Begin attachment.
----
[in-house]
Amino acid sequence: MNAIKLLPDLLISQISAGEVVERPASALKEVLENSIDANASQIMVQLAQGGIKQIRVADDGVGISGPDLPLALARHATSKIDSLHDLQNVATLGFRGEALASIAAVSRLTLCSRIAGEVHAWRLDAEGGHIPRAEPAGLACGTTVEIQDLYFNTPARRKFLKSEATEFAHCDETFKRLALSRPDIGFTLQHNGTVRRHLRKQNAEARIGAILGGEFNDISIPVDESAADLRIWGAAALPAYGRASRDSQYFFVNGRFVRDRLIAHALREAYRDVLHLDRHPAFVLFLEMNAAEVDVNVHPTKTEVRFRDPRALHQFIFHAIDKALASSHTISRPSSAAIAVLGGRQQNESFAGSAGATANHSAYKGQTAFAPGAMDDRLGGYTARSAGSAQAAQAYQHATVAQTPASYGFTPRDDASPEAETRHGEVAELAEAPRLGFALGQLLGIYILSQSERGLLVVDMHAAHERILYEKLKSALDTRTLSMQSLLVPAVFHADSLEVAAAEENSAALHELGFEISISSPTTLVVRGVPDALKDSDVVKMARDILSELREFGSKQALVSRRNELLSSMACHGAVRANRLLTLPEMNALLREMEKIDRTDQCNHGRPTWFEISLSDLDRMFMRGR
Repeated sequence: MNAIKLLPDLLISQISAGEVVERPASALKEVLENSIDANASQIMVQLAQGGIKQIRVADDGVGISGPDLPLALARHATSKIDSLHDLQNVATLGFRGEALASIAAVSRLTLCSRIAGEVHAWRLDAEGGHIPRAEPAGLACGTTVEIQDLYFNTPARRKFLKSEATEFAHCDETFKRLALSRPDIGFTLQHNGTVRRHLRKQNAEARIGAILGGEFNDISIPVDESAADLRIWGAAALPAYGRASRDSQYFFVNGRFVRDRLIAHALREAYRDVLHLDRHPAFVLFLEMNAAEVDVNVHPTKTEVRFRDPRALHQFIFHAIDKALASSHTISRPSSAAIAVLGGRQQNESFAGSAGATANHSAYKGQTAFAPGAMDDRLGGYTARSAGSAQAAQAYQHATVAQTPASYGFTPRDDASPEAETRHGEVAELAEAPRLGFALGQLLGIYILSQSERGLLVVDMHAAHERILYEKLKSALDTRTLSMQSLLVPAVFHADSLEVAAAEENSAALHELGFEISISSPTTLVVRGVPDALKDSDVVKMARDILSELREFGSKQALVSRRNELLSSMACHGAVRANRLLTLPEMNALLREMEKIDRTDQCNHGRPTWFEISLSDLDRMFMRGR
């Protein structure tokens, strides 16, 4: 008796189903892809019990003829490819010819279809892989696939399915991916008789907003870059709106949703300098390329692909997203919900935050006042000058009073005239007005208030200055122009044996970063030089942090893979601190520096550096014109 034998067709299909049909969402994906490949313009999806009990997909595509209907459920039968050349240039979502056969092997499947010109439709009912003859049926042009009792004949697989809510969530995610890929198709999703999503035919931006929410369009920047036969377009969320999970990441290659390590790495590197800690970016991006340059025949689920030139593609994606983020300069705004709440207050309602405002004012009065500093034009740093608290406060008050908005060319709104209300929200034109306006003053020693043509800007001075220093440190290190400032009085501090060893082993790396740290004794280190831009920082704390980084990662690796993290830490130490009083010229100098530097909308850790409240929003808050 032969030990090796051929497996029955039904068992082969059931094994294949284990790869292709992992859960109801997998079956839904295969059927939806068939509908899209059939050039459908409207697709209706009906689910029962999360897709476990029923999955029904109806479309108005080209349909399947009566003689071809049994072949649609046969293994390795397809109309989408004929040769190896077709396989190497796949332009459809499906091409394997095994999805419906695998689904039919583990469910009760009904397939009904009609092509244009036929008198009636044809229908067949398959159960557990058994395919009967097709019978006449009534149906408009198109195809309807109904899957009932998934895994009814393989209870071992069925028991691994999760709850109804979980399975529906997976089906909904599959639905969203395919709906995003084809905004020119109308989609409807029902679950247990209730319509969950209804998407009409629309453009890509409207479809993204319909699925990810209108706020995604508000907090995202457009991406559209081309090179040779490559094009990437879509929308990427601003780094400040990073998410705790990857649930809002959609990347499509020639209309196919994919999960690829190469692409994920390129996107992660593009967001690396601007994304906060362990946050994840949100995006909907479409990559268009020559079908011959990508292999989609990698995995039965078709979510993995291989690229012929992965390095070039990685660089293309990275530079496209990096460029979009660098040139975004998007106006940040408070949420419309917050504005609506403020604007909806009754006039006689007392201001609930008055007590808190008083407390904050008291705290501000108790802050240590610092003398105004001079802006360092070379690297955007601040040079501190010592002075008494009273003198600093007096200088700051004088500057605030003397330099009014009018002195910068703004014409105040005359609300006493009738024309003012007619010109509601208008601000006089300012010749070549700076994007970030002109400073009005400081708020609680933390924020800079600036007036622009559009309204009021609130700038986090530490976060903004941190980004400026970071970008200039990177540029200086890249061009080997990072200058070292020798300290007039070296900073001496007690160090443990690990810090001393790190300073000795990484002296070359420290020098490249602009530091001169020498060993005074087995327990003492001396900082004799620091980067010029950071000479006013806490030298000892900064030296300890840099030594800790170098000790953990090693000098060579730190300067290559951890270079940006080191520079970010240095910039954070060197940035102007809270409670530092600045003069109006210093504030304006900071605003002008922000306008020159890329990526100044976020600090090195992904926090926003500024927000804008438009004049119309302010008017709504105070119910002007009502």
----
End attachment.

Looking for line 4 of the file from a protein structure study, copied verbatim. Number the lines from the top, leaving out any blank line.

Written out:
């Protein structure tokens, strides 16, 4: 008796189903892809019990003829490819010819279809892989696939399915991916008789907003870059709106949703300098390329692909997203919900935050006042000058009073005239007005208030200055122009044996970063030089942090893979601190520096550096014109 034998067709299909049909969402994906490949313009999806009990997909595509209907459920039968050349240039979502056969092997499947010109439709009912003859049926042009009792004949697989809510969530995610890929198709999703999503035919931006929410369009920047036969377009969320999970990441290659390590790495590197800690970016991006340059025949689920030139593609994606983020300069705004709440207050309602405002004012009065500093034009740093608290406060008050908005060319709104209300929200034109306006003053020693043509800007001075220093440190290190400032009085501090060893082993790396740290004794280190831009920082704390980084990662690796993290830490130490009083010229100098530097909308850790409240929003808050 032969030990090796051929497996029955039904068992082969059931094994294949284990790869292709992992859960109801997998079956839904295969059927939806068939509908899209059939050039459908409207697709209706009906689910029962999360897709476990029923999955029904109806479309108005080209349909399947009566003689071809049994072949649609046969293994390795397809109309989408004929040769190896077709396989190497796949332009459809499906091409394997095994999805419906695998689904039919583990469910009760009904397939009904009609092509244009036929008198009636044809229908067949398959159960557990058994395919009967097709019978006449009534149906408009198109195809309807109904899957009932998934895994009814393989209870071992069925028991691994999760709850109804979980399975529906997976089906909904599959639905969203395919709906995003084809905004020119109308989609409807029902679950247990209730319509969950209804998407009409629309453009890509409207479809993204319909699925990810209108706020995604508000907090995202457009991406559209081309090179040779490559094009990437879509929308990427601003780094400040990073998410705790990857649930809002959609990347499509020639209309196919994919999960690829190469692409994920390129996107992660593009967001690396601007994304906060362990946050994840949100995006909907479409990559268009020559079908011959990508292999989609990698995995039965078709979510993995291989690229012929992965390095070039990685660089293309990275530079496209990096460029979009660098040139975004998007106006940040408070949420419309917050504005609506403020604007909806009754006039006689007392201001609930008055007590808190008083407390904050008291705290501000108790802050240590610092003398105004001079802006360092070379690297955007601040040079501190010592002075008494009273003198600093007096200088700051004088500057605030003397330099009014009018002195910068703004014409105040005359609300006493009738024309003012007619010109509601208008601000006089300012010749070549700076994007970030002109400073009005400081708020609680933390924020800079600036007036622009559009309204009021609130700038986090530490976060903004941190980004400026970071970008200039990177540029200086890249061009080997990072200058070292020798300290007039070296900073001496007690160090443990690990810090001393790190300073000795990484002296070359420290020098490249602009530091001169020498060993005074087995327990003492001396900082004799620091980067010029950071000479006013806490030298000892900064030296300890840099030594800790170098000790953990090693000098060579730190300067290559951890270079940006080191520079970010240095910039954070060197940035102007809270409670530092600045003069109006210093504030304006900071605003002008922000306008020159890329990526100044976020600090090195992904926090926003500024927000804008438009004049119309302010008017709504105070119910002007009502």